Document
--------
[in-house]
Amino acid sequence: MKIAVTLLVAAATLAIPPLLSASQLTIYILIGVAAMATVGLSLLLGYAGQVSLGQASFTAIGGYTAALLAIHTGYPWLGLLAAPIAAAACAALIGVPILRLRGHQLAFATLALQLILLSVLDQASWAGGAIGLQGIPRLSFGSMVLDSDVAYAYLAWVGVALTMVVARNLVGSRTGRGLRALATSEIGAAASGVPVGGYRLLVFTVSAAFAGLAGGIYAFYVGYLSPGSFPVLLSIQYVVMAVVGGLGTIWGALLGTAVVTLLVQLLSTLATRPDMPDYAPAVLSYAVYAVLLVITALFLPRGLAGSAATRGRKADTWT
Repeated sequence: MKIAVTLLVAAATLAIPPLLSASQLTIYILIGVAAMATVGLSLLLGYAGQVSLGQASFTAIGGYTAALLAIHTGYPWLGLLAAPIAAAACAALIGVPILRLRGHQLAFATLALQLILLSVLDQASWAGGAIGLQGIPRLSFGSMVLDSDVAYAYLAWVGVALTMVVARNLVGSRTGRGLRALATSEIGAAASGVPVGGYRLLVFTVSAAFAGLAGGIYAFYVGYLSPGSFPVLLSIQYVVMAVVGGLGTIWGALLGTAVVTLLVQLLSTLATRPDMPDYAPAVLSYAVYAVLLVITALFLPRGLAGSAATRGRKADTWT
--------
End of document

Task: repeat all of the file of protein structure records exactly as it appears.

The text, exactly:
[in-house]
Amino acid sequence: MKIAVTLLVAAATLAIPPLLSASQLTIYILIGVAAMATVGLSLLLGYAGQVSLGQASFTAIGGYTAALLAIHTGYPWLGLLAAPIAAAACAALIGVPILRLRGHQLAFATLALQLILLSVLDQASWAGGAIGLQGIPRLSFGSMVLDSDVAYAYLAWVGVALTMVVARNLVGSRTGRGLRALATSEIGAAASGVPVGGYRLLVFTVSAAFAGLAGGIYAFYVGYLSPGSFPVLLSIQYVVMAVVGGLGTIWGALLGTAVVTLLVQLLSTLATRPDMPDYAPAVLSYAVYAVLLVITALFLPRGLAGSAATRGRKADTWT
Repeated sequence: MKIAVTLLVAAATLAIPPLLSASQLTIYILIGVAAMATVGLSLLLGYAGQVSLGQASFTAIGGYTAALLAIHTGYPWLGLLAAPIAAAACAALIGVPILRLRGHQLAFATLALQLILLSVLDQASWAGGAIGLQGIPRLSFGSMVLDSDVAYAYLAWVGVALTMVVARNLVGSRTGRGLRALATSEIGAAASGVPVGGYRLLVFTVSAAFAGLAGGIYAFYVGYLSPGSFPVLLSIQYVVMAVVGGLGTIWGALLGTAVVTLLVQLLSTLATRPDMPDYAPAVLSYAVYAVLLVITALFLPRGLAGSAATRGRKADTWT